Is truth stranger than conspiracy-theory fiction? A new book on Area 51 that's already generating a ton of buzz says there was no alien spacecraft that crashed in Roswell, New Mexico in 1947. Instead, Stalin did it--maybe.
According to Annie Jacobsen, the reporter who authored "Area 51," the spaceship was actually a Soviet spy plane that came down during a storm. Jacobsen claims it was filled with bizarre-looking, genetically engineered child-sized pilots. Then-Soviet leader Joseph Stalin was hoping, Jacobsen alleges, that the news would cause widespread panic in the U.S.
The story gets even stranger: The leader of the USSR had apparently been inspired by the 1938 radio adaptation of the HG Wells story "War of the Worlds," produced by Orson Welles. The broadcast triggered panic in some listeners who tuned in and mistook it for a real-life alien invasion. (Though later students of the episode claim that the media of Welles' day vastly exaggerated the scale of public alarm over the broadcast.)
And those ET-looking aviators? They were scientific experiments created by the "Angel of Death," Nazi doctor Josef Mengele, for the USSR after the war. The flight was piloted remotely, according to accounts in the book, and was filled with a crew of "alien-like children."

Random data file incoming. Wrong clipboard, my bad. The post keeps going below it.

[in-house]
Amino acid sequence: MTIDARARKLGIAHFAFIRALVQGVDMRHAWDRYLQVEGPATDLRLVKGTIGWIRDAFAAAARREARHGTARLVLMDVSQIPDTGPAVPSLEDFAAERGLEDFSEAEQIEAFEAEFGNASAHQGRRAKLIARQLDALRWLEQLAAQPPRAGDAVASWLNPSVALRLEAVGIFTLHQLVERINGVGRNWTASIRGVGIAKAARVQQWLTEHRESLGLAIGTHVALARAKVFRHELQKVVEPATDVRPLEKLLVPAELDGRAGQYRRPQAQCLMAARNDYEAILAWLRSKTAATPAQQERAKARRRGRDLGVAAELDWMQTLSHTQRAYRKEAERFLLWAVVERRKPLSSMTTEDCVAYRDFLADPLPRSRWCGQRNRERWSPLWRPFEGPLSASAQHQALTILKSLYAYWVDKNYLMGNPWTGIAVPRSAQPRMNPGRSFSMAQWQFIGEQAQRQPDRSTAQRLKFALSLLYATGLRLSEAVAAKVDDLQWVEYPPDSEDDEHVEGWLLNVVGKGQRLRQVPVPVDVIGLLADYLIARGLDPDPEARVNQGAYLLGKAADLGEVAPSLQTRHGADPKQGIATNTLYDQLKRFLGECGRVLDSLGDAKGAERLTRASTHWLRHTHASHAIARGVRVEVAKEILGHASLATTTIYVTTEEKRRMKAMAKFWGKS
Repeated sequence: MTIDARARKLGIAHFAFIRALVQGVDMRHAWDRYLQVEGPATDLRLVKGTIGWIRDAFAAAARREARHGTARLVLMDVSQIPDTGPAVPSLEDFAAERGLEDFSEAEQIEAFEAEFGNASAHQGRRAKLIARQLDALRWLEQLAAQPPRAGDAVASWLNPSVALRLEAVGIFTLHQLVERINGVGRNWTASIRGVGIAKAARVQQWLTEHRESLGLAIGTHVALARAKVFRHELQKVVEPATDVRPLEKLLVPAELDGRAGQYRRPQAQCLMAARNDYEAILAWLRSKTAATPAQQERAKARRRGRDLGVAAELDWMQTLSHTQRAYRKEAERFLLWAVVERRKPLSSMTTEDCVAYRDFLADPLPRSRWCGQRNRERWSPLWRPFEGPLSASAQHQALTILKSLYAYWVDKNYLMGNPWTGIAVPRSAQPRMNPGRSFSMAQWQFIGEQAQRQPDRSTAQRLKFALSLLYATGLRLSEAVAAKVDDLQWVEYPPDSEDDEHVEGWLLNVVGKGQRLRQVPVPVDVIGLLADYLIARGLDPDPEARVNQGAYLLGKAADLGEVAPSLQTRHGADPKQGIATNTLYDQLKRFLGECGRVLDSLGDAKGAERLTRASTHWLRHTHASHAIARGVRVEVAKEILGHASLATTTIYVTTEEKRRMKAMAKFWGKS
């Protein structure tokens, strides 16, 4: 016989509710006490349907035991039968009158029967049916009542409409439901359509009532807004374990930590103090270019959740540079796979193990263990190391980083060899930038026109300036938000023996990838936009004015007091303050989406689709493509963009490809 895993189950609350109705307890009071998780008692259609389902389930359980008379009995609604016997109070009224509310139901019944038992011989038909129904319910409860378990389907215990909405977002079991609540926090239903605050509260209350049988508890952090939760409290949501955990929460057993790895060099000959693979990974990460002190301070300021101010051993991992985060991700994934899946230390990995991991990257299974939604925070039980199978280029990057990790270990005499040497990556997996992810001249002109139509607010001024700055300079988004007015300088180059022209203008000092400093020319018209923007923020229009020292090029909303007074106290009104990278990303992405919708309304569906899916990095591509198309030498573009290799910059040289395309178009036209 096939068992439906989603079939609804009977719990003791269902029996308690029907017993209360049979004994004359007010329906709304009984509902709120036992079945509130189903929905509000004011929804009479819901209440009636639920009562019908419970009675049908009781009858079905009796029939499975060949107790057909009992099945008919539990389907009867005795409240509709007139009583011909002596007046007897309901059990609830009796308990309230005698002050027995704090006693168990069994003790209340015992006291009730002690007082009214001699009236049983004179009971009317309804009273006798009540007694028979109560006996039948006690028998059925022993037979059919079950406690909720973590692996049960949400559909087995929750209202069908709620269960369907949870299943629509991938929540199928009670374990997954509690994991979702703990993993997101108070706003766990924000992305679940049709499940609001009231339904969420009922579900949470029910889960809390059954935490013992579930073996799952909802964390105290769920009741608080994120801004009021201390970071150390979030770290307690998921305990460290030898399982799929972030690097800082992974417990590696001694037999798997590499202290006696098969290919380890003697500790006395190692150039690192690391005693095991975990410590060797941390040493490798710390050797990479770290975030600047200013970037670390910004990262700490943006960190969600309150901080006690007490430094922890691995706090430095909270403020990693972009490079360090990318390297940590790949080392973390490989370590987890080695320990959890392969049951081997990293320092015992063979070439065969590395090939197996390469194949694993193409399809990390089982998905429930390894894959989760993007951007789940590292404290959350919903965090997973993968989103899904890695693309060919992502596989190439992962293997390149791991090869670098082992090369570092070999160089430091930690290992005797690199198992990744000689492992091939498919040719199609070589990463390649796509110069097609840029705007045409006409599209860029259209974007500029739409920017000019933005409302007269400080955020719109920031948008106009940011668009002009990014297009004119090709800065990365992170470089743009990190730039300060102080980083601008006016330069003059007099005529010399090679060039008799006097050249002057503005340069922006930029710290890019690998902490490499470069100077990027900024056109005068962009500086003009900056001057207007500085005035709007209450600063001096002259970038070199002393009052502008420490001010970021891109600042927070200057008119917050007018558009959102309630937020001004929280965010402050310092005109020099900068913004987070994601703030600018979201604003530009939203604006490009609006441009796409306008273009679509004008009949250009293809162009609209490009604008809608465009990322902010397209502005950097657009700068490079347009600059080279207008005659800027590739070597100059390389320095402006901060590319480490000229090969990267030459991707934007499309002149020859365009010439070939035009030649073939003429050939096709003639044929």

According to Jacobsen's source, a retired engineer who was put on the project in 1978, the look of the human experiments could explain the alien conspiracy theories: "They were grotesquely deformed, but each in the same manner as the others. They had unusually large heads and abnormally shaped oversize eyes."
Is any of this true? There's no way to prove it. Documents surrounding the Roswell incident are still classified--as is virtually all information related to the mystery spot.
Still, lack of proof hasn't exactly stopped the book from sparking speculation on the media circuit and on the Web. In the last day, Yahoo! searches skyrocketed 3,000 percent for "area 51 book." And the tome is penned not by a crackpot conspirator, but a respected journalist.
Even the New York Times gives her credence, writing in its review: "Although this connect-the-dots UFO thesis is only a hasty-sounding addendum to an otherwise straightforward investigative book about aviation and military history, it makes an indelible impression. 'Area 51' is liable to become best known for sci-fi provocation."
But sci-fi provocation may be all the book generates. After all, without the government coming out and saying what happened back in 1947, even if there was no conspiracy, the stories of the "Roswell Incident" will remain just that.
You can watch "Daily Show" host Jon Stewart about interview Jacobsen about her claims below.